After Independence Day, how can India get rid of 200m flags?

·3 min read
<span>Photograph: Narinder Nanu/AFP/Getty Images</span>
Photograph: Narinder Nanu/AFP/Getty Images

Indians were urged to buy and proudly display the national flag on Independence Day this week, with the prime minister, Narendra Modi, saying he wanted 200m flags flying in the wind.

But now the question for those who did celebrate is: how do you dispose of all the flags, with due respect and honour?

Across streets and rooftops, from mansions to huts and even remote outposts on mountains, the flag has been on display everywhere following the celebrations of the 75th anniversary on Monday of independence from Britain.

“In my life the flag used to be hoisted from the village school, never from anyone’s home. This time every home in my village had a flag outside,” said Krishna Chandra in Mukteshwar.

The strict rules regulating how and where the flag can be flown were deliberately relaxed by the government so it would be easier for more Indians to show their national pride without running into problems.

They responded enthusiastically. Though it is not known exactly how many were bought, officials in the culture ministry said the figure could exceed 200 million.

Related: India marks 75 years of independence from Britain – in pictures

The issue now is how to dispose of them. Indians may be surprised to find that it is not as easy as they might think.

Throwing it into the bin is considered sacrilegious. A municipal sweeper in Lucknow who was caught removing rubbish that happened to contain discarded photos of Modi and the home minister, Amit Shah, was sacked by his outraged superiors. He was later reinstated.

“When the flag is damaged or soiled, it shall not be cast aside or disrespectfully disposed of. It shall be destroyed, as a whole, in private,” says the National Flag Code 2022, a legally binding set of conventions relating to the flag. The code stipulates only two ways of disposing of used flags: burying or burning.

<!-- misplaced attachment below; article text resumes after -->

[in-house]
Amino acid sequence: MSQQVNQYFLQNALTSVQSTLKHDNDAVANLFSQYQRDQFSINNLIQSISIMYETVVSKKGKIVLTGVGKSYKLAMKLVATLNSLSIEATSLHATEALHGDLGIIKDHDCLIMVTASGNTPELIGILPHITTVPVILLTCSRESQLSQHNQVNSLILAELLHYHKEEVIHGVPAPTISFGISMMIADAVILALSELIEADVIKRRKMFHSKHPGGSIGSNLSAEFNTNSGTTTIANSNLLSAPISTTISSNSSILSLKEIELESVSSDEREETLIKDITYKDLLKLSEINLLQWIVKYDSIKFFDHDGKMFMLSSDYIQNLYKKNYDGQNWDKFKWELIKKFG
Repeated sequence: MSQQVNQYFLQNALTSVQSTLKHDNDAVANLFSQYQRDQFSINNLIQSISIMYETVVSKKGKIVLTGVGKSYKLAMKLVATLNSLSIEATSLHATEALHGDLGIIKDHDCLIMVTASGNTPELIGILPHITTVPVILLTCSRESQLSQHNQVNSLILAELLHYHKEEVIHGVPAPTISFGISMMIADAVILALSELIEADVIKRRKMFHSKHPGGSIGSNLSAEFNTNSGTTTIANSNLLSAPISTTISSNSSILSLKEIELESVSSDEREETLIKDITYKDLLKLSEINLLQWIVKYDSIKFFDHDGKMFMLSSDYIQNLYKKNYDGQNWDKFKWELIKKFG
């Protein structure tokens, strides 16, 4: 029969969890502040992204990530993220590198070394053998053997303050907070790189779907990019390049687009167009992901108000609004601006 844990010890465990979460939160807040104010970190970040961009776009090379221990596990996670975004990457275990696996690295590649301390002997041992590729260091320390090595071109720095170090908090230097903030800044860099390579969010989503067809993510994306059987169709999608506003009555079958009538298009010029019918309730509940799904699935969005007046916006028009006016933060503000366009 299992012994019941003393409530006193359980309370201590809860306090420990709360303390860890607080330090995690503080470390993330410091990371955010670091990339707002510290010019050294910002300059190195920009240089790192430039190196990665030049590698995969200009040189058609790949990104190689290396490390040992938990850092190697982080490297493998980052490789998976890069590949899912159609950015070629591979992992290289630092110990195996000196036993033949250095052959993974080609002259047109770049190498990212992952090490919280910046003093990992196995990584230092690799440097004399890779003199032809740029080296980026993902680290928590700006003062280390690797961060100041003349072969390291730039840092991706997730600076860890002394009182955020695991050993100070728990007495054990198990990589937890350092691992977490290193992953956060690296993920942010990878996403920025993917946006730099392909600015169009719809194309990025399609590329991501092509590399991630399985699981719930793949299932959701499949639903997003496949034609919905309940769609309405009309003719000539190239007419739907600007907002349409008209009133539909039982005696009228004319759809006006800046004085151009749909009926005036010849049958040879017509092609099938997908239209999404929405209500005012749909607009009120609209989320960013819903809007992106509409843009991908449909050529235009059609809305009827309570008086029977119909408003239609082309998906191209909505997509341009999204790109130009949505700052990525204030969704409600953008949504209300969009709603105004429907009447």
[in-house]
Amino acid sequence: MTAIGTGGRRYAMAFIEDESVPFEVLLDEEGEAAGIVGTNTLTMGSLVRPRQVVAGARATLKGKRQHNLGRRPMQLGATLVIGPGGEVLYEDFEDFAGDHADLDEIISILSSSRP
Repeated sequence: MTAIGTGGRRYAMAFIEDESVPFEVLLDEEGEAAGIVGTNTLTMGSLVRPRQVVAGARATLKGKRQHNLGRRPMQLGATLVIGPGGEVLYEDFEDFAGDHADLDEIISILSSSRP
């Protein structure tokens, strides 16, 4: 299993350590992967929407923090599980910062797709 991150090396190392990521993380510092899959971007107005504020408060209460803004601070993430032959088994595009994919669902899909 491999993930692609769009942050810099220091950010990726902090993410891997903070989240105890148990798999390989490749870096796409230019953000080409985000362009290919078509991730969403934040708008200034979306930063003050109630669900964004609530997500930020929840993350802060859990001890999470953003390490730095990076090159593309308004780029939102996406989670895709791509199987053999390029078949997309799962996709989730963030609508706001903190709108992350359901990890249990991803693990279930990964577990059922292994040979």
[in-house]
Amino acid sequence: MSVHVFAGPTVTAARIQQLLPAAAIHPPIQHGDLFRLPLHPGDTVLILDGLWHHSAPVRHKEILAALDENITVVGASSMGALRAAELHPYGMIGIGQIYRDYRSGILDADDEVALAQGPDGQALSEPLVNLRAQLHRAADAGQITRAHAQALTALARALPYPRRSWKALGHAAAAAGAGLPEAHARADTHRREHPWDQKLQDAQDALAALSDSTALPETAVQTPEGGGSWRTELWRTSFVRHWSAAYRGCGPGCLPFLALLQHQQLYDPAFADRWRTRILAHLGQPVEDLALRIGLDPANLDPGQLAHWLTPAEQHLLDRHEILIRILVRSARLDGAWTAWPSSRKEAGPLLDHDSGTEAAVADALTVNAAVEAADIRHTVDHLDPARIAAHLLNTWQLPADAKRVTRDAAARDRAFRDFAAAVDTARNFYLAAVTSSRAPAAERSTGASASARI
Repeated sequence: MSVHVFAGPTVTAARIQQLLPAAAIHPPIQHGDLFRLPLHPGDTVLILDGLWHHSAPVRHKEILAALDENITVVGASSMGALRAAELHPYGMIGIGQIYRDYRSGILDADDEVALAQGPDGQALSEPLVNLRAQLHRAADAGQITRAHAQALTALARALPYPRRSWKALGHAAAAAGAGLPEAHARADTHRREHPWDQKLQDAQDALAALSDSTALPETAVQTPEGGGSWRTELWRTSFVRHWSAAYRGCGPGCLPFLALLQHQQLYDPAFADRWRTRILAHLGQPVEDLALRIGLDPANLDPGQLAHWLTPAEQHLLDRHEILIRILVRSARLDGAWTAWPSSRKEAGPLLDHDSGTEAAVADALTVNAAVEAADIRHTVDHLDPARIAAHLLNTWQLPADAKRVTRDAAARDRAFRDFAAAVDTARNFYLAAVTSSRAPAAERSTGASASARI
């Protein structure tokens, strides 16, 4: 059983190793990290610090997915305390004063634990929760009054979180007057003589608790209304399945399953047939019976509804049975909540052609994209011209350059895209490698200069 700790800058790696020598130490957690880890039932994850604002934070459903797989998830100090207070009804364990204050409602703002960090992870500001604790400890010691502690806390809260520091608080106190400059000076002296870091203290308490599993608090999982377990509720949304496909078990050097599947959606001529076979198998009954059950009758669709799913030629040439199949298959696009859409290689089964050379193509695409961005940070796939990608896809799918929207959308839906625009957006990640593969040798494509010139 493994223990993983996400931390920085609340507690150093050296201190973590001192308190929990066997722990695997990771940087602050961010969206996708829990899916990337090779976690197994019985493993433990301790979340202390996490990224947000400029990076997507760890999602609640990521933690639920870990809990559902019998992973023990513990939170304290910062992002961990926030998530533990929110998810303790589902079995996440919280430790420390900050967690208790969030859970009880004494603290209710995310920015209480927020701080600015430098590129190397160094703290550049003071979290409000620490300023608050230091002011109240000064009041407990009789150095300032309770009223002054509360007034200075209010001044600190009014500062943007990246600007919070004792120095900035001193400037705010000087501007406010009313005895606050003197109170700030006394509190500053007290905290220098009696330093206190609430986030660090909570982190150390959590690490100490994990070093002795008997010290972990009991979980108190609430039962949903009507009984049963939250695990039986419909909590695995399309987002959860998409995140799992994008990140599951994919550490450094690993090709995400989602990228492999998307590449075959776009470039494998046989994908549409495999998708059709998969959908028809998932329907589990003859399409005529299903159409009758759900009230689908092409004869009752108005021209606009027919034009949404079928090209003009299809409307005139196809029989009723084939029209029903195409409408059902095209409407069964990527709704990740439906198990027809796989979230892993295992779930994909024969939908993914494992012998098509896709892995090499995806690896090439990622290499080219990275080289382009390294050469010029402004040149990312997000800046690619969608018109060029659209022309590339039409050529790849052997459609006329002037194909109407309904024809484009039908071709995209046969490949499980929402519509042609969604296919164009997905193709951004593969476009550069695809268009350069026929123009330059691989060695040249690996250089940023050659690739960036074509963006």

If the former, the flag has to be folded the right way, placed in a wooden box and laid in the earth. A minute’s silence is to be observed once the box has been covered with soil.

If it is to be burned, the chosen place has to be clean and tidy. It is not permitted to hold the flag, light a match and set fire to one end of it. First it must be folded and once the fire is lit, it has to be placed carefully in the centre of the flames. Consigning it to the flames without first folding it is an offence.

Related: Indians forced to buy national flag in return for food rations, says opposition

Taxi driver Kailash Kishore has been driving around in Bhimtal in north India with a small flag on the roof of his car since Monday. He was unaware of the rules of disposal but was not concerned as he has no intention of discarding it.

“I won’t remove it at all. Once it gets torn and doesn’t look good, I will put it in my living room. Then maybe in the garden, but I’m not going to get rid of it,” said Kishore.

In the Indian capital, the municipal corporation has made special plans to collect soiled or damaged flags with “dignity”. Cost-conscious Indians who wish to keep the flag for reuse next year can do so but it must be folded and stored correctly.

Disrespecting the Indian national flag is punishable by up to three years in jail or a fine or both.